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2000-2004 all right reserved
yllai




msg:571032
 5:23 am on Dec 28, 2004 (gmt 0)

hi,
at the bottom of oour page, we had stated the copyright like '1998-2004 all rights reserved' in this page. is it we are going to change the year after every year? is it I have to chnage 2004 to 2005 on 1-1-2005? what is this line means?

thanks.

 

bill




msg:571033
 5:38 am on Dec 28, 2004 (gmt 0)

yes, you should change that to match the current year (when the new year arrives).

keyplyr




msg:571034
 9:58 am on Dec 28, 2004 (gmt 0)

The first year is all that's needed. Your copyright lasts for 90 years, so changing dates each year is not needed (and looks amateurish IMO.)

[copyright.gov...]

ncw164x




msg:571035
 10:26 am on Dec 28, 2004 (gmt 0)

It might look amateurish in your opinion but it looks a lot better than having a site what has never been updated for years

It may not be a necessity but by changing the year it updates your sites pages, if it's good enough for Micrsoft and other large sites to update their copyright then its certainly good enough for me to change mine ;)

BwanaZulia




msg:571036
 11:38 am on Dec 28, 2004 (gmt 0)

I look for the copyright and if it says 1996, I would think the site had barely been updated sine that time (I have a site I built in 1996 still running).

As for the year, it is dynamic so updates on the second.

BZ

sean




msg:571037
 11:59 am on Dec 28, 2004 (gmt 0)

I've worked with people who thought a page was "fair game" if the end-date was not current, and I'll bet they far outnumber the ones who think 2000-2004 looks amateurish.

keyplyr




msg:571038
 12:09 pm on Dec 28, 2004 (gmt 0)


...but it looks a lot better than having a site what has never been updated for years

In your opinion right?

What makes you feel that by using an incorrect copyright notice that a site is updated more frequently than a site using the correct copyright notice - and why do you think the copyright notice has anything to do with how often a website is updated at all?

As a matter of fact, the notice isn't even required. You work is copyrighted (and protected just the same) the moment you publish it on the web. But there's so much misinformation and opinions being passed off as fact, no wonder people don't understand.

Lance




msg:571039
 12:51 pm on Dec 28, 2004 (gmt 0)

keyplyr wrote:
As a matter of fact, the notice isn't even required.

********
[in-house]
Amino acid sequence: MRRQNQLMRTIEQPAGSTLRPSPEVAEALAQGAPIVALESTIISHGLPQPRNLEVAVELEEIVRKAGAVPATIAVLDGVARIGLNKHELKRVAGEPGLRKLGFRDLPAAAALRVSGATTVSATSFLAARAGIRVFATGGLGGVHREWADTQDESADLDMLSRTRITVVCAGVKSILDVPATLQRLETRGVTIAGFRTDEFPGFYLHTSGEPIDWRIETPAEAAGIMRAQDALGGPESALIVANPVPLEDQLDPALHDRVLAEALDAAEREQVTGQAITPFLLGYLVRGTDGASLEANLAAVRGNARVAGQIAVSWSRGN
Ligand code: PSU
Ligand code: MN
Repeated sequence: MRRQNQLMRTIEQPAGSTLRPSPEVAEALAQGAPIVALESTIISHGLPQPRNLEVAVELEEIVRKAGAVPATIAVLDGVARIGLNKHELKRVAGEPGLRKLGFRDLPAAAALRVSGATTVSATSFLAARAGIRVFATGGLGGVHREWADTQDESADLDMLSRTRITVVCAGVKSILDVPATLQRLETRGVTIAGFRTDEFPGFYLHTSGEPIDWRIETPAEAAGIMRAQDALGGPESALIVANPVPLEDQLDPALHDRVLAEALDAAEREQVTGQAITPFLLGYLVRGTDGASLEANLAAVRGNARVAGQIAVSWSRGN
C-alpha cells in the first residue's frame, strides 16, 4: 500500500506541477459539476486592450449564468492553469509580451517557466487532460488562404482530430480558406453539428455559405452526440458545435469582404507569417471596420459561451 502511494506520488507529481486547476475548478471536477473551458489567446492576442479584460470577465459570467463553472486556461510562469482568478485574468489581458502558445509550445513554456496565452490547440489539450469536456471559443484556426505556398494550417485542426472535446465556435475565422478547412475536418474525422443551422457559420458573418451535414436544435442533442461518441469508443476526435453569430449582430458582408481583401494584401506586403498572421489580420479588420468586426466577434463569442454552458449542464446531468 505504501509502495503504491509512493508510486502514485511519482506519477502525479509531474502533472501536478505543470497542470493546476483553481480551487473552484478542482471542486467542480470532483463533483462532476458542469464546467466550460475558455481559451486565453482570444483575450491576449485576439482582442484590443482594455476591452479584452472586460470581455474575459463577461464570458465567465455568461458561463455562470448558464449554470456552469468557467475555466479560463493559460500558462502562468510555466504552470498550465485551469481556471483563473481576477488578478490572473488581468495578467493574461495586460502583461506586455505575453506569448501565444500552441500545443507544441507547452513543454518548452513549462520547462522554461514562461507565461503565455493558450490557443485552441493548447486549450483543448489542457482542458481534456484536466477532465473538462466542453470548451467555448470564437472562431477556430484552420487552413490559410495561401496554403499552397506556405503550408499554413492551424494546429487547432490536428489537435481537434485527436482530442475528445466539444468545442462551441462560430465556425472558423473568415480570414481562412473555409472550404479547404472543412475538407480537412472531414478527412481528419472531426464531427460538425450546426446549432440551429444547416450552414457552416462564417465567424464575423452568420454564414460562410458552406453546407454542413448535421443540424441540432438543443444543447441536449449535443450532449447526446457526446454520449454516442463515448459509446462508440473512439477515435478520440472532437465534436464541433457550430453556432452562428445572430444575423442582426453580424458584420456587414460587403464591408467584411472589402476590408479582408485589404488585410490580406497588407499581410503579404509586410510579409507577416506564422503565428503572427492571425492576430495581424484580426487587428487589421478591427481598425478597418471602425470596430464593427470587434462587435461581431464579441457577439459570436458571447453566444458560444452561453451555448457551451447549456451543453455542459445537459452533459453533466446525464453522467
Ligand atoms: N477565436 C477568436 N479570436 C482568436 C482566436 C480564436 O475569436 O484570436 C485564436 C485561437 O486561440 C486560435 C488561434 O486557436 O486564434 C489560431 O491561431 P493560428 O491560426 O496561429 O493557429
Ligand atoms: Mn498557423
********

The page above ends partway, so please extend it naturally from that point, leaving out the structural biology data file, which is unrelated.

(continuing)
...
But there's so much misinformation and opinions being passed off as fact, no wonder people don't understand.

keyplyr: It appears you are guilty of providing some misinformation yourself.

From Circular 3 - Copyright Notice [copyright.gov]:


The use of a copyright notice is no longer required under U.S. law, although it is often beneficial.
...
Furthermore, in the event that a work is infringed, if the work carries a proper notice, the court will not give any weight to a defendantís interposition of an innocent infringement defense

keyplyr wrote:
You work is copyrighted (and protected just the same)

So though you may be "technically right" that the notice is not required to gain copyright protection, your assertion that there is no benifit to gained by it is dead wrong.

And regarding the year:
The copyright notice should carry the "date of first publication of an original work". In a website that changes over time, any "new content" added to the site after the original publication is "new original work" and entitled to it's own copyright notification. Sure, you could hang individual copyright notices on each <div> or <table> or <img> as they change, but it is customary to just include the entire range of "first publication dates" in one notice at the bottome of the page.

Amateurish? It's good you added the "IMO" after your comment.

One other thing I will add however; Don't just go arbitrarily changing the copyright notice on your web sites to 2005 next Saturday. You only need to update the date if and when you add new content that needs it's own copyright notification.

technossomy




msg:571040
 3:42 pm on Dec 28, 2004 (gmt 0)

My guess is that the real issue concerns one of usability. A site teeming with copyright notices, disclaimers and terms of use will put users off. Therefore, my suggestion would be for web and content developers to insert a copyright notice with the "&copy;" symbol prepended sparingly and preferably in one place only. If need be, one can use a javascript on the Date() object to have the year inserted and updated automatically.

To indicate freshness of content, likewise, one can use the doc.lastModified() object. This would not indicate a legal statement, and copyright is already applicable by default through the notice on the main page.

keyplyr




msg:571041
 8:09 pm on Dec 28, 2004 (gmt 0)


Furthermore, in the event that a work is infringed, if the work carries a proper notice, the court will not give any weight to a defendantís interposition of an innocent infringement defense

Lance, the keyword here is "proper notice." All of you using a "whatever looks good" notice would likely be sabotaging the very purpose you hope to achieve. The defendant could very well use it against you.

Anyway, the law says what is a correct notice, not you or me.

chriswragg




msg:571042
 12:18 pm on Dec 29, 2004 (gmt 0)

This is what technossomy was saying

&copy;
<SCRIPT LANGUAGE="JavaScript">
<!--
today=new Date();
y0=today.getFullYear();
//-->
</SCRIPT><SCRIPT LANGUAGE="JavaScript">
<!---
document.write(y0);
//-->
</SCRIPT>

This writes the copyright symbol and them the current year. You could also add 1998- or something similar after &copy; so it reads (c) 1998-2004

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